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The impact of the Napoleonic wars
A time of war
The Napoleonic Wars grew out of the French Revolution (1789-1802) and were a series of conflicts fought by various European allies against Napoleon's French Empire. They began in 1803 and ended with Napoleon's defeat at Waterloo in 1815. Britain was involved in the conflict throughout the Napoleonic Wars, but was specifically at war with France from 1803-1814. This long period of war sent ripples of dissatisfaction and unrest throughout British society:
- The British middle and lower classes had been inspired by the American War of Independence (1775-1783) to demand freedom from the restrictions that the class structure imposed
- Some were boosted further by the egalitarian sentiments at the root of the French Revolution - Liberty, Equality and Fraternity - and agitated for political reform
- Others were disenchanted with the awful bloodshed of the Terror and their enthusiasm for reform was dampened whilst nationalism increased.
There were opposing views on the French Revolution and the ripples it was sending out across Europe. These were reflected in political treatises written toward the end of the eighteenth century:
- Edmund Burke wrote his Reflections on the Revolution in France (1790) in opposition to the French Revolution. He defends the model of a ruling class of nobles
- Mary Wollstonecraft wrote A Vindication of the Rights of Men in response to Edmund Burke, supporting the French Revolution and arguing against aristocracy, monarchy, and the established church
- Thomas Paine wrote The Rights of Man (1792), supporting popular revolt as a way of putting pressure on the government to safeguard the rights and interests of its people.
War in Austen's novels
Throughout Jane Austen's life there was war and unrest throughout the Western world, as European powers manoeuvred for control. In fact, her life was book-ended by war:
- She was born the year of the Battle of Bunker Hill (1775)
- She died two years after the allies defeated Napoleon at Waterloo (1815).
As a well-read and educated woman, Jane Austen was well aware of wars going on in the world at large, as well as being personally affected by them:
- Her sailor brothers Frank and Charles fought in the naval campaigns against France
- Her brother Henry was a member of the Oxford militia which protected England against the threat of French invasion
- Her cousin Eliza married a French count who was guillotined during the French Revolution.
Nevertheless, Jane Austen has been criticised for not depicting the impact of war on Regency society in her novels. In fact, she does depict it as it would have affected the lives of those she was committed to representing in her novels. Soldiers and sailors move in and out of the pages of her novels:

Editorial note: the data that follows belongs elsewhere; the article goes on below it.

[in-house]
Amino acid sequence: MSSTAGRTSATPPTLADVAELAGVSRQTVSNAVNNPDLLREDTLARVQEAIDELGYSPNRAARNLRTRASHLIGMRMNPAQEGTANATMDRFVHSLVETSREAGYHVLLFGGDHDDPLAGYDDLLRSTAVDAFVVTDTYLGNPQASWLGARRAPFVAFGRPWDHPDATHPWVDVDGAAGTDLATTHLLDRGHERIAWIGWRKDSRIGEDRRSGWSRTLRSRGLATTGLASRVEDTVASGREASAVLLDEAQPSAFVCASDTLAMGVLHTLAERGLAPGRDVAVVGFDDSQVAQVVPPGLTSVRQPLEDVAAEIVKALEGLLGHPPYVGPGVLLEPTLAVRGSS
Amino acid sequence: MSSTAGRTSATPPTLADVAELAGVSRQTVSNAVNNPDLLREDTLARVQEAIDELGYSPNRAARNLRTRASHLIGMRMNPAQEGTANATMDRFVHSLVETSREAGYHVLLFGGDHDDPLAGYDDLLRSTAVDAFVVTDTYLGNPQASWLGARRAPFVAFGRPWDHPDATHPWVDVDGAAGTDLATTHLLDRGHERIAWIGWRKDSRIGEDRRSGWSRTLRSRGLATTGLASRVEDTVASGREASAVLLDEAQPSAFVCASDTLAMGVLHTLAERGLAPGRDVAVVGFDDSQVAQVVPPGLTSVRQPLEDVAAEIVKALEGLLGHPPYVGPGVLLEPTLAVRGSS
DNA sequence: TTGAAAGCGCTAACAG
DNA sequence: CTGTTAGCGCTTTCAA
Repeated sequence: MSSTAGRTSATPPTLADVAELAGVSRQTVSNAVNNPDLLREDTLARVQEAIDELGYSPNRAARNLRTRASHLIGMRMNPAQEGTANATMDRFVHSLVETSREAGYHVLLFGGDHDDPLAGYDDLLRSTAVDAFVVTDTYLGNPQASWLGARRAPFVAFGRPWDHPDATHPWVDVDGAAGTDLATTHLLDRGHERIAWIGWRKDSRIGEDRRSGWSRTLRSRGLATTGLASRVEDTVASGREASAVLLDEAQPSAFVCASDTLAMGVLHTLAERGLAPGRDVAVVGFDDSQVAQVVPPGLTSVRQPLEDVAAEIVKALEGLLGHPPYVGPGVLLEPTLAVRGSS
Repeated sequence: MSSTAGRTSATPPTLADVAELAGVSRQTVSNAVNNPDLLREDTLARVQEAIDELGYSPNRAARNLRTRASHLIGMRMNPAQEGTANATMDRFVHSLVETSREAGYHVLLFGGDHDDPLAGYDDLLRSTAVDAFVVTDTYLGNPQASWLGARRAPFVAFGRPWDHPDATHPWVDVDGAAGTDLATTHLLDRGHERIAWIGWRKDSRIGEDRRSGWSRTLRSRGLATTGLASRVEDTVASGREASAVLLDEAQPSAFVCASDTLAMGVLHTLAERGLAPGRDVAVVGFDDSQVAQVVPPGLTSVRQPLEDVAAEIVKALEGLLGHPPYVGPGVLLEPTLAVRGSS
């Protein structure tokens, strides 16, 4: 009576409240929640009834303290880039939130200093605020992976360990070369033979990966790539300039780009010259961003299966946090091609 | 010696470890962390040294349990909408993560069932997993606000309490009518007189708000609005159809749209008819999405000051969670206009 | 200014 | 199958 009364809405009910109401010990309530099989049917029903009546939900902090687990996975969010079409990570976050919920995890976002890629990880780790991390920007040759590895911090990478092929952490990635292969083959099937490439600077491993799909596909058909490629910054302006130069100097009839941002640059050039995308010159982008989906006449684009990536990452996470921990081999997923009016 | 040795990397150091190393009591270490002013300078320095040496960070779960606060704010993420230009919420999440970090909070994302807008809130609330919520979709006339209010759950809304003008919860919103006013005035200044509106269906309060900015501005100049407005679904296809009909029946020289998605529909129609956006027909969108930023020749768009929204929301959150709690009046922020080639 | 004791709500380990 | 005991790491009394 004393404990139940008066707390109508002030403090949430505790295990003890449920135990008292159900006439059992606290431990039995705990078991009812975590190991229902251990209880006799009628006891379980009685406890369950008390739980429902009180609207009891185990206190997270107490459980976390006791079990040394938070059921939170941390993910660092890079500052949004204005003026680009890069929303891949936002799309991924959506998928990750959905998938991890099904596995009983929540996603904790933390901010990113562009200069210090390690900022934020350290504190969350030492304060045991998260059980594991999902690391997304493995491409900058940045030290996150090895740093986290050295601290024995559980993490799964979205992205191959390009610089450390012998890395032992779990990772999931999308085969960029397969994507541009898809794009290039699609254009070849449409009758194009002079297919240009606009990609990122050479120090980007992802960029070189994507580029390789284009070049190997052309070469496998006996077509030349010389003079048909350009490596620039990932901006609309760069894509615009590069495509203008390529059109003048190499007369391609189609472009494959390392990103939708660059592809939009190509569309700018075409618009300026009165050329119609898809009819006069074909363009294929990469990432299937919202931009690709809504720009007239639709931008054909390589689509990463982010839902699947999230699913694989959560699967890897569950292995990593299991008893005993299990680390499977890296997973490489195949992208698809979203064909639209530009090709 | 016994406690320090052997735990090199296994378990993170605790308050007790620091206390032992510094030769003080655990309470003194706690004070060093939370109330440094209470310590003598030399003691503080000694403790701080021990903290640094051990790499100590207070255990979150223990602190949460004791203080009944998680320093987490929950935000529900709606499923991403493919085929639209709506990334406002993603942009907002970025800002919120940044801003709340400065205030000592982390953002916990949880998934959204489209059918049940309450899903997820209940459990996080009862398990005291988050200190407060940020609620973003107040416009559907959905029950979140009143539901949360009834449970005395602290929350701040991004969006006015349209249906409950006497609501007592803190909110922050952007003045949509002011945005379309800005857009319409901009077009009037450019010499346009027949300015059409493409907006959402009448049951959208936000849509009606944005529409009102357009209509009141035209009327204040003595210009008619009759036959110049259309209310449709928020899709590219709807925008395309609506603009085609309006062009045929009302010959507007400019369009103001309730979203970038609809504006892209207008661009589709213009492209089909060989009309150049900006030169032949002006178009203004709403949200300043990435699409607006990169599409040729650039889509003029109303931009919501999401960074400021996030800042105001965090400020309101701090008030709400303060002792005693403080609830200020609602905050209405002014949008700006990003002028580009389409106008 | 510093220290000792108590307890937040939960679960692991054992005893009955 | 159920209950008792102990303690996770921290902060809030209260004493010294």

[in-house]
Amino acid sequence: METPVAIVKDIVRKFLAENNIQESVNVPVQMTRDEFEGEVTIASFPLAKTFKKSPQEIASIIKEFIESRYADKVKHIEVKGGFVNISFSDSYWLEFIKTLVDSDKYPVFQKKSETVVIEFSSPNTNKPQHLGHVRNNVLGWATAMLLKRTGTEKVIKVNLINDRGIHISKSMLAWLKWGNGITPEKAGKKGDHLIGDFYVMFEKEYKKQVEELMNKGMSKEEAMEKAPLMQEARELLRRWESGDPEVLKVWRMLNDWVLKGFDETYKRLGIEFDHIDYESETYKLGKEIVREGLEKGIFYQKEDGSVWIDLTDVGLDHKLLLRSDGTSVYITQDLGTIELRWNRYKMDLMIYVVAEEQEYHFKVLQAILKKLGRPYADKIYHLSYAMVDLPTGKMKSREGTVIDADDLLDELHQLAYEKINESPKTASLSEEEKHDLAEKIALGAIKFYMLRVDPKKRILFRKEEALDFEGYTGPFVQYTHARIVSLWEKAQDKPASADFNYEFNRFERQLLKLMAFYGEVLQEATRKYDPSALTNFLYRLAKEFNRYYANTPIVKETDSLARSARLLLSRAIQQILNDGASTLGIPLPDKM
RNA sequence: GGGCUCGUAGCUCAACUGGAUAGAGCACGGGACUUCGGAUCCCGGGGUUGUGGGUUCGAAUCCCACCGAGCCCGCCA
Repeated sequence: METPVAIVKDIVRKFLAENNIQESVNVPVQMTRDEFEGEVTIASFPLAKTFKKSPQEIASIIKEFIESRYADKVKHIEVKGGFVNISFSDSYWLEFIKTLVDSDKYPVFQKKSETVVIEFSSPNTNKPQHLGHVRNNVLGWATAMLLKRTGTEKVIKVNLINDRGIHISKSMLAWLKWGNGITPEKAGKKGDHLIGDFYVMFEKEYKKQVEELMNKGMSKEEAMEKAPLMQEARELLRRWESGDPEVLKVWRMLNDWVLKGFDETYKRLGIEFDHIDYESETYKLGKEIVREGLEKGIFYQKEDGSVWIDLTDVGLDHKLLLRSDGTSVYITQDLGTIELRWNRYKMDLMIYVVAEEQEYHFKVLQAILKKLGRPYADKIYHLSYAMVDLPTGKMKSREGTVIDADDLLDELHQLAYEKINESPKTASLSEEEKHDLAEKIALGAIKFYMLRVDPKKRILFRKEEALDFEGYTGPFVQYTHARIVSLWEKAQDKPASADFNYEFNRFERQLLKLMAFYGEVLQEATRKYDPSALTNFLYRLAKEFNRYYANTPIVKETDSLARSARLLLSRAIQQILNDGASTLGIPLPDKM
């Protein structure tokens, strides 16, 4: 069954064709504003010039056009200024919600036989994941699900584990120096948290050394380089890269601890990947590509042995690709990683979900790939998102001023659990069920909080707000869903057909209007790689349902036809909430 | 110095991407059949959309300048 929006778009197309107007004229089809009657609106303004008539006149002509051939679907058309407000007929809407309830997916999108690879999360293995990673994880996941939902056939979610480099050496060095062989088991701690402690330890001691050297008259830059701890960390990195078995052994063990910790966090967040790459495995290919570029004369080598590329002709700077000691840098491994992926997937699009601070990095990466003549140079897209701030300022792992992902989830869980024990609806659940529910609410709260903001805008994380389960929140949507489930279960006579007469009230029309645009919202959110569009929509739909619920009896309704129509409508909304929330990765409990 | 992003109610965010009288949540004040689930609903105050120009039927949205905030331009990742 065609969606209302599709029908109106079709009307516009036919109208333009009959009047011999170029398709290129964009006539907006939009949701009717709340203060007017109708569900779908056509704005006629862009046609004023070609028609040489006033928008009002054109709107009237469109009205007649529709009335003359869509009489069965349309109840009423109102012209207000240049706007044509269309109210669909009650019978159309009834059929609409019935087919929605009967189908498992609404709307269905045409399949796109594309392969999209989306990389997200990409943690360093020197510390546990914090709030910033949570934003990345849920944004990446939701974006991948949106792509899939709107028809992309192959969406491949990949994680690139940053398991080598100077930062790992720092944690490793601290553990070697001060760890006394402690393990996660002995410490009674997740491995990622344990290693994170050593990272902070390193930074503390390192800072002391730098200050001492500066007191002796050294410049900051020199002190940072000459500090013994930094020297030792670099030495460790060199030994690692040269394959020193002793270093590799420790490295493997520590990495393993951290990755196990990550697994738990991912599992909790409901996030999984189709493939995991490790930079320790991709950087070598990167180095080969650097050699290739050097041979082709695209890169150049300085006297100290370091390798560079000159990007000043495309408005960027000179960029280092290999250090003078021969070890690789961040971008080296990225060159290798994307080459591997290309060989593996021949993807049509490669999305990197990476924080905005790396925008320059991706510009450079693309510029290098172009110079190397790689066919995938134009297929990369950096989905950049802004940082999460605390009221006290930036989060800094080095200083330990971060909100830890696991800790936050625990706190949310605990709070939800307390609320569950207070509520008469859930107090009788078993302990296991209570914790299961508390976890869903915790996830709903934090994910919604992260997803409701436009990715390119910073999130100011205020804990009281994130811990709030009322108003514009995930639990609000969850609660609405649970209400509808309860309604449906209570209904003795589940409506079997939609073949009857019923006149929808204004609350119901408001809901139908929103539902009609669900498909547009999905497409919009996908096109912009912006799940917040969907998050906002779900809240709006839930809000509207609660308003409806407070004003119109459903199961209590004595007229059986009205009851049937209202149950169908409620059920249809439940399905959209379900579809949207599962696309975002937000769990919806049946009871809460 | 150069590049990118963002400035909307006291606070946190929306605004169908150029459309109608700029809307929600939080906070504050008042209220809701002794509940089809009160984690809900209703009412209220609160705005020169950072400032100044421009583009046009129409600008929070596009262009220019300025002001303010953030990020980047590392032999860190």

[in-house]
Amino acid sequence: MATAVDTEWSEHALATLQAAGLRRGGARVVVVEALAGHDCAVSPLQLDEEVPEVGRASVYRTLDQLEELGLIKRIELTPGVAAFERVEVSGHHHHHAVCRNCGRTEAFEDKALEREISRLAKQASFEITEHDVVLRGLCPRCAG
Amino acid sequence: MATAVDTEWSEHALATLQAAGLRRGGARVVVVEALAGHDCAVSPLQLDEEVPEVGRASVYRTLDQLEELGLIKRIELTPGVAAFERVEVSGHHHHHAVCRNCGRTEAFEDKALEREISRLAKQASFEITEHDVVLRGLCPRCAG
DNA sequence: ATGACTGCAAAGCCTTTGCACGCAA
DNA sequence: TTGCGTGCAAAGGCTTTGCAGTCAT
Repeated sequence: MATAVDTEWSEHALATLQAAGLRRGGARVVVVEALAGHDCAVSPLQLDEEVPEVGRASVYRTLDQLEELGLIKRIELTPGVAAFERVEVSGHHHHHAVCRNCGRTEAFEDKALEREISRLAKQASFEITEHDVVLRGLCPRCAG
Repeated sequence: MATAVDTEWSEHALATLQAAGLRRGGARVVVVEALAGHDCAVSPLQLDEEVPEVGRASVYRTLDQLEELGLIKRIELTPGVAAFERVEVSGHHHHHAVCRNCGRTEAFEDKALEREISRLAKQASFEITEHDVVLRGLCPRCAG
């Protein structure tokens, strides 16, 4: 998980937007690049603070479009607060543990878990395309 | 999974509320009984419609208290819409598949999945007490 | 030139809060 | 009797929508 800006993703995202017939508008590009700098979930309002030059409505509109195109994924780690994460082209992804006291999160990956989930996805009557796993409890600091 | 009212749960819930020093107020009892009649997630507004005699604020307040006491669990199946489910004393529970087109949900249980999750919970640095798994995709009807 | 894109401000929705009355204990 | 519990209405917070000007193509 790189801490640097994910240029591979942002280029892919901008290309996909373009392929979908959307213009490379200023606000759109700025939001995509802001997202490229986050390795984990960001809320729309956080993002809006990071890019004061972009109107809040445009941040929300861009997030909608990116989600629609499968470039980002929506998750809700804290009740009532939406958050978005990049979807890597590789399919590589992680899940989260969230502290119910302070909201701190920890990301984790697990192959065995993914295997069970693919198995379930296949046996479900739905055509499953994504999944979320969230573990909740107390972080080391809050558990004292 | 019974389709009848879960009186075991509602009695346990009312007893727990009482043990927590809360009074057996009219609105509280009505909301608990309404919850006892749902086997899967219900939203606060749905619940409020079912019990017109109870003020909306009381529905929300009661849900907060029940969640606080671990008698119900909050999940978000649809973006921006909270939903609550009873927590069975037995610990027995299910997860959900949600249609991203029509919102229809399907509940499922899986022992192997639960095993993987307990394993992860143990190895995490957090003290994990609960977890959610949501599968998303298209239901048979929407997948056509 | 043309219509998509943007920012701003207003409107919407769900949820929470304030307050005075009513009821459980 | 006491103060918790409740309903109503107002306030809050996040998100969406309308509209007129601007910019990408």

- The presence of the militia in Pride and Prejudice, Mansfield Park and Persuasion is crucial to plot development, and provides a vehicle for Jane Austen to comment on its effect on societal mobility
- In Sense and Sensibility, Colonel Brandon's travels during his military career have widened his knowledge of the world
- In Emma, Jane Fairfax's father is killed serving in the military
- In Northanger Abbey, General Tilney and his son Frederick are military men.
As Britain faced war on multiple fronts, the slave trade continued to thrive:
- British manufactured goods were shipped to Africa in exchange for slaves
- Slaves were then taken to the Caribbean Islands where they were traded for raw materials
- The raw materials were in turn shipped back to England.
At the same time, the Abolitionist movement was gaining momentum, and in 1807 the British Slave Trade Act was passed. This brought an end to the legal trafficking of slaves within the British Empire, although an illegal slave trade continued long afterwards. It wasn't until 1833 that slavery within the British Empire was abolished altogether with the Slavery Abolition Act.
Jane Austen's personal writings indicate that she disapproved of slavery despite the fact that her father and aunt were connected with it. She paints unflattering portraits of the two families in her novels who owe part of their fortunes to the slave trade:
- In Emma Mrs. Elton's father is referred to as having made his fortune as a ‘Bristol Merchant', Bristol being a major slave-trading port
- In Mansfield Park, Sir Thomas Bertram has a plantation in Antigua.
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